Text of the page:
On Thin Ice: Park, Sellers & Hall

Recapping the boys’ performances, one by one

Last Updated: March 3, 2010 @ 7:37 AM

Seeing as this is a girls’ season on “American Idol,” it was disappointing to tune in Tuesday night and discover that the guys would be performing instead of the ladies, who were scheduled initially. Producers changed the order due to doctor’s orders that Crystal Bowersox not perform due to complications from her diabetes.

I’m sure the guys really loooved performing a day early but they didn’t complain. In fact, they showed improvement over last week. 

MICHAEL LYNCHE: “This Is a Man’s World” by James Brown 
I’ve always liked Big Mike, and not just because his wife had a baby during Hollywood Week. Lynche has it all — sensitivity, musicality, a really effective circuit training routine … But it wasn’t until last night that he proved he’s got soul. Sure, the novelty of the tough guy serenading us with the likes of Maroon 5 and Jason Mraz was enjoyable enough, but this different side of Big Mike showed us two things: that he’s versatile and that he’s got real star power. Additionally, the black suit just screamed “badass” (or “hitman”). If Randy’s standing ovation is any indication, Lynche may just be the one to beat.
 
JOHN PARK: “Gravity” by John Mayer
The thing with Park is that he’s got a good voice but I’m not sure he’s picking the right songs. I mean, let’s be honest. Last week’s “God Bless the Child” was better suited for a big fat black lady in a church choir than a hot Korean kid who goes to Northwestern. While “Gravity” was a little more, uh, current, Randy just couldn’t get John Mayer out of his head. (And, come on, John Mayer and all his douchebaggery should be a turn-off for virtually everyone!) Park can sing all the Top 40 songs he wants, but there is still something too formal about his style. He sounds more like a classical or Broadway artist than a pop singer. Perhaps that’s the college a cappella group coming through? If so then they are clearly no comparison to Indiana University’s own “Straight No Chaser.” (Go, Hoosiers!)  
 
CASEY JAMES: “I Don’t Want to Be” by Gavin DeGraw
I love this song; in fact, it was my ringtone a few years back. But James seemed more interested in showing off his mad guitar skills than his vocals this week. Perhaps he should go down to the local bar for Guitar Hero Night. He could probably win some free wings or something. His vocals, however, were not even good enough to win a karaoke contest, much less a free order of nachos. I think he is as cute as can be, but his permagrin seems to be a shield to mask his nervousness. Ellen picked up on this too, calling him “stiff.” The guitar, the hair and the face all say rock star, but the voice isn’t quite there for me yet, dawg.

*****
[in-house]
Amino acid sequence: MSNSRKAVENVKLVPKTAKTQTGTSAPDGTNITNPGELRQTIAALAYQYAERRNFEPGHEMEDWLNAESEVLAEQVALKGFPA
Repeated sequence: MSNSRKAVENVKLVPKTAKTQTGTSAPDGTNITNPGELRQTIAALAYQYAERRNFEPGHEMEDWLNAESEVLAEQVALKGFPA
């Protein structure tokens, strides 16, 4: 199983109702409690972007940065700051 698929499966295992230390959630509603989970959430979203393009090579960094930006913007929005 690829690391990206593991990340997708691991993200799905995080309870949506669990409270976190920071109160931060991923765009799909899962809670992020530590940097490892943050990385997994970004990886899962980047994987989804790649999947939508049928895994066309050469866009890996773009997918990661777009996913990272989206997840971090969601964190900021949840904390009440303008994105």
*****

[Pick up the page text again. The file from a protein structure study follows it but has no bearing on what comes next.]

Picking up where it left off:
ALEX LAMBERT: “Everybody Knows” by John Legend
The more I learn about this kid the more I love him! I mean, who makes up their own language? (Only the most adorable 6th grader ever!) I like the fact that he owned up to his nerve problem from last week. That being said, he didn’t fool me this week. Ellen exclaimed that she didn’t know how he overcame his nerves this time around but I know how, Ellen. He hid behind a guitar and sat on a stool! Hey, whatever it takes to make him feel comfortable. Yes, he was a little pitchy this time, but his voice doesn’t have that nervous quiver that some of the other guys have. I like his voice but I love him. You’d have to have a heart of stone not to pull for this kid.
 
TODRICK HALL: “ What’s Love Got to Do With It” by Tina Turner
Todrick mentioned that there’s nothing he can’t do because of race. Well, apparently that goes for gender, too, as he keeps picking songs made famous by females. And then he keeps butchering them. As Randy so greatly stated, “A great song doesn’t need a different wild arrangement … Great is great. It just needs someone to sing it greatly.” I think that Todrick is trying to wow the judges the way that David Cook did with his rendition of “Hello” by Lionel Richie or even the way that fellow competitor Andrew Garcia did with “Straight Up.” Somehow, though, it’s just not translating. Hints for next week’s (unlikely) appearance: show off your dance moves and stay away from tunes that remind people of movies chronicling domestic abuse between famous people. Oh, and choose a great song and sing it. Greatly.